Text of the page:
After years of being a popular sustainable choice, mackerel should no longer be appearing so regularly on your dinner plate.
The change in fortunes for the species is the result of overfishing of the stock and the subsequent suspension of the north east Atlantic stock’s Marine Stewardship Council certification, meaning it is no longer considered a sustainable fishery.
The evidence which has led to mackerel dropping from the MCS Fish to Eat list to the Think list (don’t stop eating it, but eat it less frequently), comes from the most current scientific information available from ICES (International Council for the Exploration of the Sea). It’s this evidence (link to methodology) that MCS uses to compile it’s Fish lists which ensures consumers get the clearest information they can from advice available.
MCS Fisheries Officer, Bernadette Clarke, says numbers of mackerel have increasingly been found further north west in the Atlantic. “The stock has moved into Icelandic and Faroese waters, probably following their prey of small fish, crustaceans and squid. As a result both countries have begun to fish more mackerel than was previously agreed. The total catch is now far in excess of what has been scientifically recommended and previously agreed upon by all participating countries. Negotiations to introduce new catch allowances have so far failed to reach agreement.”
MCS says good alternatives to mackerel are herring and sardine – both of which are on the charity’s Fish to Eat List.
“If people want to continue eating mackerel they should ensure they buy it from as sustainable a source as possible. That means fish caught locally using traditional methods - including handlines, ringnets and drift nets - or from suppliers who are signatories to the principles of the Mackerel Industry Northern Sustainability Alliance,” says Bernadette Clarke.
MCS says it wants to see mackerel back on the Fish to Eat list and so back to previous sustainability levels as soon as possible and it is looking to get involved in the debate over mackerel stocks as well as support all UK and EU parties involved in the dispute in reaching an agreement on sustainable catch levels.
Another casualty of the MCS Fish to Eat list is gurnard. Perhaps not the prettiest fish in the sea, gurnard has become a restaurant favourite in recent years, its sustainable virtues extolled by a number of celebrity chefs. However, Bernadette Clarke, says a lack of data on stock levels, scientific advice to reduce catches and concerns about the fisheries management has led the charity to move gurnard off its Fish to Eat list and on to its cautionary listing.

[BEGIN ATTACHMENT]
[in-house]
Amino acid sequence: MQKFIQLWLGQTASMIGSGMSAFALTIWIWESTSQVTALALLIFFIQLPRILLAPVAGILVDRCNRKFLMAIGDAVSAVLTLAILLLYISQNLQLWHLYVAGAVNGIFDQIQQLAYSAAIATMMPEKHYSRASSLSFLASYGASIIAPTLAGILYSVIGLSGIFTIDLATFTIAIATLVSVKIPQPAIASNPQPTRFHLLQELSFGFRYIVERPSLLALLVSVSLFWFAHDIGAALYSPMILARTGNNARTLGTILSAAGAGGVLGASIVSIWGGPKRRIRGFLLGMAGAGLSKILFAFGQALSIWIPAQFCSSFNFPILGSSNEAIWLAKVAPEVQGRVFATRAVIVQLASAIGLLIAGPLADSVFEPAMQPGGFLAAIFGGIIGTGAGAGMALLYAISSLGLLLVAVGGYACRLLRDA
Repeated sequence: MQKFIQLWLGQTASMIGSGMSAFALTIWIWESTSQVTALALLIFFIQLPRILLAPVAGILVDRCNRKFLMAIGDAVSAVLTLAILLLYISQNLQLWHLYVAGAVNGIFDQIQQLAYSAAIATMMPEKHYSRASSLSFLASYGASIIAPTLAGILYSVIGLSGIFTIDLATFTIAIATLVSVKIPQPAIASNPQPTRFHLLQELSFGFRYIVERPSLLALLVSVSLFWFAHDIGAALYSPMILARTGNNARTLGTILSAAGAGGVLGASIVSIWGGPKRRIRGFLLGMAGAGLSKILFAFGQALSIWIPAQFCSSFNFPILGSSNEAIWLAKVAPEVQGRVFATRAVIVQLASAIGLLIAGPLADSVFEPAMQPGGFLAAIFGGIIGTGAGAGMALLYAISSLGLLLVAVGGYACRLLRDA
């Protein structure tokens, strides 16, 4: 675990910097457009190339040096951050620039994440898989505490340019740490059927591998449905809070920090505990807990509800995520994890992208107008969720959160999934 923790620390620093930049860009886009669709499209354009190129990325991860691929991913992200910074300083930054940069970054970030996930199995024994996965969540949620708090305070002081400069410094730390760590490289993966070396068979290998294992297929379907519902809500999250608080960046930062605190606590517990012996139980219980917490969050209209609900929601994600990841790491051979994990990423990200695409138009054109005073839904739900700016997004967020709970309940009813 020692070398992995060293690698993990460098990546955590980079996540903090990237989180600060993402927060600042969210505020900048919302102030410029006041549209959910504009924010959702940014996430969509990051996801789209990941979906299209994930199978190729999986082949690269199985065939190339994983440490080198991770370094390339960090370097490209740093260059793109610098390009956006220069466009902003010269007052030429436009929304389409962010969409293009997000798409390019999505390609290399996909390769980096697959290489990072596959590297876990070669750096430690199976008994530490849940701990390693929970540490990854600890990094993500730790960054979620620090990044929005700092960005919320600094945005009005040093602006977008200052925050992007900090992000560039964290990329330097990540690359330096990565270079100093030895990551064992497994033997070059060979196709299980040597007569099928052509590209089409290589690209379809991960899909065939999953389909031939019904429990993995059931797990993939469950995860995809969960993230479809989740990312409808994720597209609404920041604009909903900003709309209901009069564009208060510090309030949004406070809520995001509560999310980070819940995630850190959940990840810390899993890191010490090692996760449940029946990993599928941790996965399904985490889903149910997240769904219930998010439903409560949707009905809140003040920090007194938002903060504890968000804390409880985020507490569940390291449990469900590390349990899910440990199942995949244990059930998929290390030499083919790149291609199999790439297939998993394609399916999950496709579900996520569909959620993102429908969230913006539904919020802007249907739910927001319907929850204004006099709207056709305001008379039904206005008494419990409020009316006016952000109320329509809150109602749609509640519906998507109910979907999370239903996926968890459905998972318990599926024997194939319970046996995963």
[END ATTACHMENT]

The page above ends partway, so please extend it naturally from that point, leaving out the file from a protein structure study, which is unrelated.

“Gurnard, specifically red and grey are now classified by scientists as “data-limited stocks” meaning there is little information available on stock levels and how much is being fished. Because gurnard have historically been taken as bycatch - accidentally caught when fishing for other species and are not targeted by commercial fishing interests - there are no catch restrictions or minimum landing sizes. If the species is to become commercially targeted sustainably, we need to understand the biology of the stocks and manage them appropriately.”
Bernadette Clarke says red gurnard, like many other species is also a victim of high rates of discarding, which is when fish that are not required are thrown back dead. “Discarding is common due to low market demand. A preliminary analysis by ICES (International Council for the Exploration of the Sea) scientists has shown that over half of red gurnard caught in the English Channel are discarded. We had hoped that increased consumption and demand for the species would have alleviated the need to waste fish like this but that has clearly not happened.”
One of the roles of the MCS Fish to Eat and Avoid lists is to ensure currently healthy fisheries don’t become the next overfished problem. By changing its ratings in line with the latest ICES stock advice, MCS tries to ensure that popular species don’t drop to worryingly low levels.
Despite the downgrading of mackerel and gurnard, there is some good news for other species. Many herring stocks and coley can now be eaten with a clear conscience and Dover sole from the English Channel also appears on the Fish to Eat list. Whiting, from the Celtic Sea, appears on the list for the first time.
Levels of long-standing fish shop favourite cod in the North Sea are still below recommended levels, but North Sea coley, otter trawled or seine netted dab, gillnetted Dover sole, haddock and lemon sole all appear on the MCS Fish to Eat list.
A number of farmed species are new to the Fish to Eat List including organically farmed Arctic charr and Gilthead bream; sturgeon caviar and seabass from closed systems fish farming method; tilapia from Zimbabwe that’s Aquaculture Stewardship Council (ASC) certified and ASC certified Pangasius. The Fish to Eat List also includes farmed mussel, tiger prawn, Atlantic halibut and salmon, turbot and rainbow trout.
Marine Stewardship Council (MSC) certified species on the Fish to Eat List include cockles from the Dee and Bury Inlet and Shetland brown crab.
Bernadette Clarke says it’s vital that consumers, chefs and seafood buyers use MCS lists to make the right decision when it comes to buying fish.
“As world population, fish consumption and reliance on fish imports from outside of the European Union increases, the importance of knowing what we are eating, as well as where and how it is caught is essential to allow consumers to make the most sustainable choice for the future of our fish.”
Consumers can get the very latest sustainable seafood advice by logging on to www.fishonline.org where the latest Pocket Good Fish Guide can also be downloaded allowing shoppers to take the most up-to-date advice with them to the fish counter.